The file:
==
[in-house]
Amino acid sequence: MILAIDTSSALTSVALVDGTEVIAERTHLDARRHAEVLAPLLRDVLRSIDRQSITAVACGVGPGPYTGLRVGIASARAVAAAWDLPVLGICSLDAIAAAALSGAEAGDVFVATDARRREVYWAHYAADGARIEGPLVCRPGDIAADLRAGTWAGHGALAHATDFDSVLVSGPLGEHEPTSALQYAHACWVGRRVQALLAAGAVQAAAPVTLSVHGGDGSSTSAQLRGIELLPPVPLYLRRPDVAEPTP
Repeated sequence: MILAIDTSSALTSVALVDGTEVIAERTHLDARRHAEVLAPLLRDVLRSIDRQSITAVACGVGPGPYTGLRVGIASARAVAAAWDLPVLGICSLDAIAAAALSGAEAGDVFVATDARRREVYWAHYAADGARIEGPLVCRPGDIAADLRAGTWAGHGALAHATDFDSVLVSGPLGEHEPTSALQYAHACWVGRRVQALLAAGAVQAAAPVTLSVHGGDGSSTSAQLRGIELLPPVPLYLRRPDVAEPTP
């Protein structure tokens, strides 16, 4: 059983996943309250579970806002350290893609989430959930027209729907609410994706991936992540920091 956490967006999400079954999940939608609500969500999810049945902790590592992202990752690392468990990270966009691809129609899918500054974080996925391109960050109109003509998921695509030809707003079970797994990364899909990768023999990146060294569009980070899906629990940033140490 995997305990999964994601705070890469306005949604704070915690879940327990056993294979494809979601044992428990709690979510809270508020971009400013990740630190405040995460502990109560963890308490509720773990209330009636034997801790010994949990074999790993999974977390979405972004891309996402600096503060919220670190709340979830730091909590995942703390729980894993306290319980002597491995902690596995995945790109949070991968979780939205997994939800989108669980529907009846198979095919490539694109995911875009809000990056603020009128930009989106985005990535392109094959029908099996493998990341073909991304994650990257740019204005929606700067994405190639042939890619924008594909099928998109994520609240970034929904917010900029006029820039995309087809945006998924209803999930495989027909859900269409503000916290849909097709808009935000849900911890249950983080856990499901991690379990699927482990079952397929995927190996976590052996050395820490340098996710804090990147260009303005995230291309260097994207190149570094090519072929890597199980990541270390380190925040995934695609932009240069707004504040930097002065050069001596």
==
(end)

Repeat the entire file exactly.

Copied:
[in-house]
Amino acid sequence: MILAIDTSSALTSVALVDGTEVIAERTHLDARRHAEVLAPLLRDVLRSIDRQSITAVACGVGPGPYTGLRVGIASARAVAAAWDLPVLGICSLDAIAAAALSGAEAGDVFVATDARRREVYWAHYAADGARIEGPLVCRPGDIAADLRAGTWAGHGALAHATDFDSVLVSGPLGEHEPTSALQYAHACWVGRRVQALLAAGAVQAAAPVTLSVHGGDGSSTSAQLRGIELLPPVPLYLRRPDVAEPTP
Repeated sequence: MILAIDTSSALTSVALVDGTEVIAERTHLDARRHAEVLAPLLRDVLRSIDRQSITAVACGVGPGPYTGLRVGIASARAVAAAWDLPVLGICSLDAIAAAALSGAEAGDVFVATDARRREVYWAHYAADGARIEGPLVCRPGDIAADLRAGTWAGHGALAHATDFDSVLVSGPLGEHEPTSALQYAHACWVGRRVQALLAAGAVQAAAPVTLSVHGGDGSSTSAQLRGIELLPPVPLYLRRPDVAEPTP
């Protein structure tokens, strides 16, 4: 059983996943309250579970806002350290893609989430959930027209729907609410994706991936992540920091 956490967006999400079954999940939608609500969500999810049945902790590592992202990752690392468990990270966009691809129609899918500054974080996925391109960050109109003509998921695509030809707003079970797994990364899909990768023999990146060294569009980070899906629990940033140490 995997305990999964994601705070890469306005949604704070915690879940327990056993294979494809979601044992428990709690979510809270508020971009400013990740630190405040995460502990109560963890308490509720773990209330009636034997801790010994949990074999790993999974977390979405972004891309996402600096503060919220670190709340979830730091909590995942703390729980894993306290319980002597491995902690596995995945790109949070991968979780939205997994939800989108669980529907009846198979095919490539694109995911875009809000990056603020009128930009989106985005990535392109094959029908099996493998990341073909991304994650990257740019204005929606700067994405190639042939890619924008594909099928998109994520609240970034929904917010900029006029820039995309087809945006998924209803999930495989027909859900269409503000916290849909097709808009935000849900911890249950983080856990499901991690379990699927482990079952397929995927190996976590052996050395820490340098996710804090990147260009303005995230291309260097994207190149570094090519072929890597199980990541270390380190925040995934695609932009240069707004504040930097002065050069001596």